In an interview given to CBS Los Angeles this past Sunday, avid open-water swimmer and unfortunate Manhattan Beach shark attack victim Steven Robles, with his arm in a sling, revealed the marks left by the surprising encounter with a seven-foot White shark . The juvenile shark had apparently been caught on a fishing line of longtime fisherman Jason Hagemann for nearly 30 to 45 minutes before Robles and his group of 14 regulars swam by the pier at around 9:30 a.m.
“The shark came right up to me, bit right into my torso area. He penetrated the first layer of my skin and into my fat tissue,” Robles said. “And somehow I had enough sense to grab his nose with my right hand and pry him off my body.”
“The whole attack happened really fast. I saw him swimming from underneath and he surfaced really quick, made a very sharp left and then lunged right at me. I was starting at the shark face-to-face, looking at his eyeballs as he bit right into me.”
His fellow swimmers and a nearby stand up paddler helped get Robles onto the surfer’s longboard and took him to shore.
Officials say that it was unusual for a White shark to have been so close to shore. And while there were reports that the shark was lured by chum (bloody fish parts), those reports have been denied by both Hagemann as well as Eric Martin, the co-director of Roundhouse Marine Studies Lab and Aquarium, which is located at the end of the pier. Police patrolling the area also said that they did not see any activity of the kind. The fisherman instead claimed that he was using only a small sardine as bait with the intention of hooking a Bat Ray.
The Pacific Fishery Management Council, which regulates the waters up to three miles offshore, has prohibited the taking of White sharks since 1994. Once a fisherman identifies a catch as a White, law states that the fisherman must immediately cut it loose. However, Hagemann kept the shark on, claiming that he was worried for the safety of surfers and swimmers in the area. In an effort to distance the shark from them, he attempted to lead it towards the end of the pier.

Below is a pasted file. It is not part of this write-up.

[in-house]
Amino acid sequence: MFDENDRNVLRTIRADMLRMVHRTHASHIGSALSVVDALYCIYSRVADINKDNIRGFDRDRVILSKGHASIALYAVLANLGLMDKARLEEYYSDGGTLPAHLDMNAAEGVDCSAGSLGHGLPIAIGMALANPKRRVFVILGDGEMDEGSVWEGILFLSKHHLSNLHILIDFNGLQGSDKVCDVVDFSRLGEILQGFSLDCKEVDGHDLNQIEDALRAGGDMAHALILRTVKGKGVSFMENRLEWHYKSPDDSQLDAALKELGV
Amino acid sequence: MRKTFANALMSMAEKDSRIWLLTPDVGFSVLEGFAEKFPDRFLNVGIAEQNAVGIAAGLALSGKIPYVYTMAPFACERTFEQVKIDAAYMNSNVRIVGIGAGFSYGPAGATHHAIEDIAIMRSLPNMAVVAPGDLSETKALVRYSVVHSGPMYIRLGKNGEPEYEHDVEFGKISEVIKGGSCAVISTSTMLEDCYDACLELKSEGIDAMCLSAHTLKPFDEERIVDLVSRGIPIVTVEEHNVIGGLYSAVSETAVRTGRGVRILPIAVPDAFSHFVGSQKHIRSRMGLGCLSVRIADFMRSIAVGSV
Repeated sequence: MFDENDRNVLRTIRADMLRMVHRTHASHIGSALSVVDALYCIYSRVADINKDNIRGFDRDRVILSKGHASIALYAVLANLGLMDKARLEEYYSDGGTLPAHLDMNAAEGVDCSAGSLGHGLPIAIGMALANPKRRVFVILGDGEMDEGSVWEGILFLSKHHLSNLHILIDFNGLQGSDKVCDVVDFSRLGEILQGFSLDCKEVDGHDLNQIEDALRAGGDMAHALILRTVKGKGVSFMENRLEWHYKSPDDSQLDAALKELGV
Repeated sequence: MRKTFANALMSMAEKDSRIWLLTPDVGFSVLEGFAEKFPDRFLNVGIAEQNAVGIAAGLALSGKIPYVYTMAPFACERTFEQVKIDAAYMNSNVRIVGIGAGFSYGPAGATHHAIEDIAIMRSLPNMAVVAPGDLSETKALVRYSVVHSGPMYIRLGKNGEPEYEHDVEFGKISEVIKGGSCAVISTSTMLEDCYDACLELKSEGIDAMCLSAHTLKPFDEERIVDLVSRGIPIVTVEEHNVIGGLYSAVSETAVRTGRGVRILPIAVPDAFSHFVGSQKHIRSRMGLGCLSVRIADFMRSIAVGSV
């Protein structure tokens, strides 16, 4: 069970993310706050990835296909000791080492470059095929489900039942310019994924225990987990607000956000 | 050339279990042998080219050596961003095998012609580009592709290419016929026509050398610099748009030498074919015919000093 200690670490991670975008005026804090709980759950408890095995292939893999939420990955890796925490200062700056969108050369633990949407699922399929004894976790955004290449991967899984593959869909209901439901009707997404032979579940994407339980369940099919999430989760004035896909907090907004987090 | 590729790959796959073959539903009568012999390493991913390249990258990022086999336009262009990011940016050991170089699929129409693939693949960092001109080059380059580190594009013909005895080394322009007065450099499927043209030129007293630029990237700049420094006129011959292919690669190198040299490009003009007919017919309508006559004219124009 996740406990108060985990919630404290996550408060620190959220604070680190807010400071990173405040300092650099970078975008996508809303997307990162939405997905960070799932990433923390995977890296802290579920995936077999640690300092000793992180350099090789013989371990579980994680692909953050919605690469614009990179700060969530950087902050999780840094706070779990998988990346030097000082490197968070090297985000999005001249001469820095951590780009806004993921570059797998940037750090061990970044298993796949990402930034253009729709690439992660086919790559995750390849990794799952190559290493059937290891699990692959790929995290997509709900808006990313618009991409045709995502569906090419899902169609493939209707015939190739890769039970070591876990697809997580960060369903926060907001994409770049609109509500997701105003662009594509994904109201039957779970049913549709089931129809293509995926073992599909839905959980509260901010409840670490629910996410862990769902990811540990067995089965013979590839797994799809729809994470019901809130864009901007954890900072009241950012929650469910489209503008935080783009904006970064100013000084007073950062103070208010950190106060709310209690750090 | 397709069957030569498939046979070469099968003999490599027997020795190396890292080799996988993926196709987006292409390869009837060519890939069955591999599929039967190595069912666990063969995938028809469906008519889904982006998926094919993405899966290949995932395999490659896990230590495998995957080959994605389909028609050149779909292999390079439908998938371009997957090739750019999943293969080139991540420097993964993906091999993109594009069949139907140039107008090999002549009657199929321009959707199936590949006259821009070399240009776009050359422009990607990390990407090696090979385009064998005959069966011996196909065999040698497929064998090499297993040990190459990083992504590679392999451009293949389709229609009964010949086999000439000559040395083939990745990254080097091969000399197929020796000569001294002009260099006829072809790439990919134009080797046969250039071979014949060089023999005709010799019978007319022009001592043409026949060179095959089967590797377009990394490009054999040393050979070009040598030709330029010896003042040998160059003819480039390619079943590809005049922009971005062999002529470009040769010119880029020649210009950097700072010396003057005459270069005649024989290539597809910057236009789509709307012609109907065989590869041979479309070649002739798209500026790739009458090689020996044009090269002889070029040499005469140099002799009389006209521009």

In response to hearing what exactly happened, Robles condemned the fisherman’s actions: “It was a horrible decision that this fisherman made, thinking he was going to go catch a shark and drew all that attention. He had that shark on his fishing pole for 40 minutes, from what I hear, and by the time he cut that line loose I was in the wrong spot at the wrong time. The shark was agitated and I was the first thing it saw.”
The fisherman will not be cited, fined, or otherwise punished, but all fishing from the Manhattan Beach pier has been suspended for 60 days, an extension from the initial ban lasting only through July 8. During the longer ban, city officials plan to consult with regulatory agencies such as the State Coastal Commission to evaluate the impact of pier fishing on public safety. And PETA has called to make the fishing ban permanent.
As for the backlash from the internet with regard to a video that saw him and his friends laughing?
“People think we were having fun with it but that’s not what was going on,” Hagemann told the Daily Breeze. “We didn’t believe the shark was that close to them. At first, no one thought he got bit. We thought he just got scared. As soon as we realized he got bit, the mood changed.”
The area from the Manhattan Beach Pier to El Porto has seen an influx of White sharks in the last decade. The Manhattan Beach area is the perfect breeding ground as the water is warm and there is a plethora of food for the animals, from sting rays to other ground-eating fish.